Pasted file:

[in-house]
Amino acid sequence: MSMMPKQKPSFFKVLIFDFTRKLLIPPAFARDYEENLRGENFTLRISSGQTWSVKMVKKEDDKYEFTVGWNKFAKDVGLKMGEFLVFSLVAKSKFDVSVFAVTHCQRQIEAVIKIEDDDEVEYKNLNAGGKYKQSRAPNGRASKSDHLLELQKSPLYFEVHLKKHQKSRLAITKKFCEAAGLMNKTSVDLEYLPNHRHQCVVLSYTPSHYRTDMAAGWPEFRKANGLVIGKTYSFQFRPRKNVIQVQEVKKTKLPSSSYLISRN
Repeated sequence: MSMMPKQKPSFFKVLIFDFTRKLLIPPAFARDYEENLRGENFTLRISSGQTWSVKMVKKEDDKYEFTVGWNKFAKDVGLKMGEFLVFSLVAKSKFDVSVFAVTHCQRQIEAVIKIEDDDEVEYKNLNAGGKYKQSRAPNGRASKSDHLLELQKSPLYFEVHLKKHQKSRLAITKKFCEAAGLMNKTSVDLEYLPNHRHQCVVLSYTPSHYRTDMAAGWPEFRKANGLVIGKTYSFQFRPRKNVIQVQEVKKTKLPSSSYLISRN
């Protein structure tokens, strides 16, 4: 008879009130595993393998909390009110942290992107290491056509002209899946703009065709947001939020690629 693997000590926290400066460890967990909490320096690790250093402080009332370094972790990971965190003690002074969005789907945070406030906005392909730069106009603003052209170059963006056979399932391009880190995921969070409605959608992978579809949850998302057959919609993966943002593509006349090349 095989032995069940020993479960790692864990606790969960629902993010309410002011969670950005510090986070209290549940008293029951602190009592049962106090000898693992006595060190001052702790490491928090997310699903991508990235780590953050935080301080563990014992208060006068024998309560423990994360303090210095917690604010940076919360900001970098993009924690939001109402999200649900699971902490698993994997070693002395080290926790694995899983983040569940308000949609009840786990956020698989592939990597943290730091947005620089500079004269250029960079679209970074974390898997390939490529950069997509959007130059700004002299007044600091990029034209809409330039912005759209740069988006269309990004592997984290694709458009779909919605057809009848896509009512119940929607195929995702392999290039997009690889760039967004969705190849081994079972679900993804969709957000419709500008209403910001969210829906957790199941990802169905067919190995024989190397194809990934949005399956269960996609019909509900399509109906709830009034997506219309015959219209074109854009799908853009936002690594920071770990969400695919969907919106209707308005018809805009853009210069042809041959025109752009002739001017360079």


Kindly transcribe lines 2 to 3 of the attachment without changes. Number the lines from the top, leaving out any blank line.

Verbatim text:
Amino acid sequence: MSMMPKQKPSFFKVLIFDFTRKLLIPPAFARDYEENLRGENFTLRISSGQTWSVKMVKKEDDKYEFTVGWNKFAKDVGLKMGEFLVFSLVAKSKFDVSVFAVTHCQRQIEAVIKIEDDDEVEYKNLNAGGKYKQSRAPNGRASKSDHLLELQKSPLYFEVHLKKHQKSRLAITKKFCEAAGLMNKTSVDLEYLPNHRHQCVVLSYTPSHYRTDMAAGWPEFRKANGLVIGKTYSFQFRPRKNVIQVQEVKKTKLPSSSYLISRN
Repeated sequence: MSMMPKQKPSFFKVLIFDFTRKLLIPPAFARDYEENLRGENFTLRISSGQTWSVKMVKKEDDKYEFTVGWNKFAKDVGLKMGEFLVFSLVAKSKFDVSVFAVTHCQRQIEAVIKIEDDDEVEYKNLNAGGKYKQSRAPNGRASKSDHLLELQKSPLYFEVHLKKHQKSRLAITKKFCEAAGLMNKTSVDLEYLPNHRHQCVVLSYTPSHYRTDMAAGWPEFRKANGLVIGKTYSFQFRPRKNVIQVQEVKKTKLPSSSYLISRN